Prenuptial Agreements – to have and to hold until?
A recent High Court decision in the case of Thorne v Kennedy ruled that two prenuptial agreements that the wife signed were voidable due to both undue influence and unconscionable conduct.
Section 90K of the Family Law Act 1975 refers to circumstances in which a court may set aside a financial agreement or termination agreement, including:
- If the agreement was obtained by fraud (including non-disclosure of a material matter); or
- If a party entered into the agreement for the purpose of defrauding or defeating a creditor or creditors of the party; or
- If a party entered into the agreement with reckless disregard of the interests of a creditor(s) of the party; or
- If a party entered into the agreement for the purposes of defrauding another person who is a party to the de facto relationship with a spouse party; or
- If the agreement is void, voidable or unenforceable; or
- If circumstances have arisen since the agreement was made which makes it impractical for the agreement or part of the agreement to be carried out;
- If, since the making of the agreement, a material change in circumstances has occurred (being the circumstances relating to the care, welfare and development of a child of the marriage) and, as a result of the change, the child or, if the applicant has caring responsibility for the child, a party to the agreement will suffer hardship if the court does not set the agreement aside; or
- If a party to the agreement engaged in conduct that was, in all the circumstances, unconscionable.
Section 90UM of the Family Law Act 1975 has similar provisions applying to de facto partners.
In Thorne v Kennedy, the parties met over the internet. The wife, aged 36, lived in the Middle East and had no substantial assets. The husband, aged 67, had assets worth between $18 to $24 million and had 3 adult children.
The wife moved to Australia with the intention of getting married. Before they were married, the husband told the wife she would have to sign a prenuptial agreement.
Less than 2 months before the wedding, the husband instructed his solicitor to prepare a prenuptial agreement. The husband told the wife that if she did not sign it the wedding would not go ahead.
10 days before the wedding, the wife met with her solicitor who advised her not to sign the agreement as the agreement was drawn to protect the husband’s interests solely and that the wife had been put under significant stress in the lead up to the wedding. The solicitor was concerned that the wife was only signing the agreement so that the wedding would not be called off. The wife signed the agreement anyway.
Slightly more than a month later (and after the wedding), the parties signed another agreement in similar terms to the prenuptial agreement. Again the wife’s solicitor advised her not to sign the agreement but she signed it anyway.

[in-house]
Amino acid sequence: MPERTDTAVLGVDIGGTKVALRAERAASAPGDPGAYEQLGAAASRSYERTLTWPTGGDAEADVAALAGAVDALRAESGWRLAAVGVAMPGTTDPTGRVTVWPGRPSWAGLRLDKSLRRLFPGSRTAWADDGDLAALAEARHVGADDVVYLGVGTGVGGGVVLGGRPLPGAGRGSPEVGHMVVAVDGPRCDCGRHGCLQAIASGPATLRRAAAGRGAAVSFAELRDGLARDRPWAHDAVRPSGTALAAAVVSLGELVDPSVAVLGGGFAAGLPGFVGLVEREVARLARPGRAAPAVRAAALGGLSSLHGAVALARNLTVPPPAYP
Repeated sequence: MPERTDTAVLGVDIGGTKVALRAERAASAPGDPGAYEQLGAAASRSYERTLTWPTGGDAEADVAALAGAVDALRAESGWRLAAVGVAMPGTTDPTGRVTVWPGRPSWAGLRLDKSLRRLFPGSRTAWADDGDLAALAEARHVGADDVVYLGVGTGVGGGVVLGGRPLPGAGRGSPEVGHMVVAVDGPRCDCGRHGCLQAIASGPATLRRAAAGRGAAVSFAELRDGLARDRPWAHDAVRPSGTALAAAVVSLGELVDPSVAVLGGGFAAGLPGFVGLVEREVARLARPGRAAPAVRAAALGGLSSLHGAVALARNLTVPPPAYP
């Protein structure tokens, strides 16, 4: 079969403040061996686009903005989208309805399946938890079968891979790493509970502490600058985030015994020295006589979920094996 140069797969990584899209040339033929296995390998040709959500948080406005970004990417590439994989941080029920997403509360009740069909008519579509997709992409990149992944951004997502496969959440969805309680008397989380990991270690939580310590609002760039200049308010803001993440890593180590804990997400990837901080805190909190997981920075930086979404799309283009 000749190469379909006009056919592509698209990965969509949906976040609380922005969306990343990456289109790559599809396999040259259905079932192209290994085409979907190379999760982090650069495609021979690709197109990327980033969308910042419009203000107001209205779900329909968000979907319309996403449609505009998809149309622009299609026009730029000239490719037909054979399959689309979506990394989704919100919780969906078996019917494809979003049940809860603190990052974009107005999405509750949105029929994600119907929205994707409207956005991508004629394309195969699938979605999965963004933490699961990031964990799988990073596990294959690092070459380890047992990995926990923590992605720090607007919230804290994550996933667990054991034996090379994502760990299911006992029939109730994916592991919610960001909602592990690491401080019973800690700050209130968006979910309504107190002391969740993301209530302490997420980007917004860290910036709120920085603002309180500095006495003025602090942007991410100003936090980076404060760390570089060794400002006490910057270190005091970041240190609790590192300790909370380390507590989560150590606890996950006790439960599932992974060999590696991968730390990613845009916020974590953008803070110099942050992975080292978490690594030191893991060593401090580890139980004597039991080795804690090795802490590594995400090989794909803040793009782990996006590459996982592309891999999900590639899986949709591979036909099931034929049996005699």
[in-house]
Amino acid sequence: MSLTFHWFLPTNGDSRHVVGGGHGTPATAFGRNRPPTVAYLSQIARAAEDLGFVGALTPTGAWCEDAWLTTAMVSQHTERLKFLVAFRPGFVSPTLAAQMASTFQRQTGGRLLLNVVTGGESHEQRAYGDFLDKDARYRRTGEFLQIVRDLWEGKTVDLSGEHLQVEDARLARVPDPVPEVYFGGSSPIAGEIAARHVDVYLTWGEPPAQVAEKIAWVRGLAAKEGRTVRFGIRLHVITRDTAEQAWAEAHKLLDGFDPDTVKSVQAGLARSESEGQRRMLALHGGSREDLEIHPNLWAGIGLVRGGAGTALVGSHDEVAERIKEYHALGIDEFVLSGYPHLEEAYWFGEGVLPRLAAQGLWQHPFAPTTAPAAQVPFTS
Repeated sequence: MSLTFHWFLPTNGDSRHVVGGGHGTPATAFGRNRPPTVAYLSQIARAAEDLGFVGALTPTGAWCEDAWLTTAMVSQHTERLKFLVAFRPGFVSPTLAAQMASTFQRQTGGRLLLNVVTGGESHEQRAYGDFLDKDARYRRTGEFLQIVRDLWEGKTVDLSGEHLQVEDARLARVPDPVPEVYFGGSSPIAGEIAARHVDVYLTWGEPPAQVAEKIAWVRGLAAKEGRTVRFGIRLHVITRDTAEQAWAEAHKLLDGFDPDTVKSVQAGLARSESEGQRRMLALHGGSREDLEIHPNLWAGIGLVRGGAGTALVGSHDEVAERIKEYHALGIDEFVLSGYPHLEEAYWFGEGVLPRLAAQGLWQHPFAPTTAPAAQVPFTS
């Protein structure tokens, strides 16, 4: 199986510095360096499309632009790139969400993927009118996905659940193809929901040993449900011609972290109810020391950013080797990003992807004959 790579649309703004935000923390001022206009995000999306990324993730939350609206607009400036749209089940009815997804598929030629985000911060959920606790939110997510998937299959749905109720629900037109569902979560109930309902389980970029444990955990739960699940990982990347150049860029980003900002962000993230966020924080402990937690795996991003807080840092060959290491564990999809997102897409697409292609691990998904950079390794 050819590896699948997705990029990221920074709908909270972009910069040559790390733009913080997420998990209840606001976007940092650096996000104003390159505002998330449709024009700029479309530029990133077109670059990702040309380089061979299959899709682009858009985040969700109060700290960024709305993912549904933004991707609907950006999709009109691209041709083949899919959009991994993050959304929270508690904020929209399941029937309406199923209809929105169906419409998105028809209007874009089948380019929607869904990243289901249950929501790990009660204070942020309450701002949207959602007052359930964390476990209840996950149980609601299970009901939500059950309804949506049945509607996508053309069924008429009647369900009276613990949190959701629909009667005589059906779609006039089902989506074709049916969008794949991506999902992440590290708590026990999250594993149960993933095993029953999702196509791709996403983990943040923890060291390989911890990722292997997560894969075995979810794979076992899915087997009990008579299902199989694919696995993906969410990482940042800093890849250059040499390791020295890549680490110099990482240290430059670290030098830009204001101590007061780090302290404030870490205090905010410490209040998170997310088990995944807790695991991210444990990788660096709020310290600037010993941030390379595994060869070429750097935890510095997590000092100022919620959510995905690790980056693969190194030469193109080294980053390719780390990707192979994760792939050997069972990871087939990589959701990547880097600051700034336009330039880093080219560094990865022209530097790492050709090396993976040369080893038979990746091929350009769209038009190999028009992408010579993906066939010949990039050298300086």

Slightly less than 4 years after the marriage, the parties separated. The wife sought orders from the court setting aside the two agreements, an adjustment of property order in the amount of $1.1 million and a lump sum spousal maintenance order of $104,000.
At first instance the trial judge set both agreements aside for duress and undue influence, in that the wife’s circumstances led her to believe that she had no choice and was powerless to act in any way other than to sign the prenuptial agreement.
The husband appealed to the Full Court of the Family Court. The Full Court of the Family Court, however, overturned the trial judge’s decision allowed an appeal and concluded that the agreements had not been vitiated by duress, undue influence or unconscionable conduct. They held that the wife could not have been subject to undue influence because she acquiesced in the husband’s desire to protect his assets for his children and because she had no concern about what she would receive on separation. They also held that the husband’s conduct was not unconscionable because he did not take advantage of the wife.
The wife appealed to the High Court. The High Court allowed the appeal, made orders to set side orders of the Full Court of the Family Court, made orders that the appeal to the Full Court of the Family Court be dismissed with costs and ordered that the husband pay the wife’s costs of the appeal to the High Court.
If you are thinking of entering into a prenuptial agreement, it is important that you and your future spouse:
- Have equal bargaining power;
- Have been given independent advice (separately) by solicitors practicing in family law;
- Have ample time to read and understand the agreement and the consequences of the agreement should you separate;
- Use an interpreter to interpret the agreement and also in consultation with your lawyer if English is not your first language;
- Not be pressured or threatened into signing an agreement.
Have a question about prenuptial agreements or financial agreements? Contact us at (03) 9555 7233 or at firstname.lastname@example.org.
Reference: Thorne v Kennedy  HCA 49
This article provides information that is general in nature and is not a substitute for legal advice.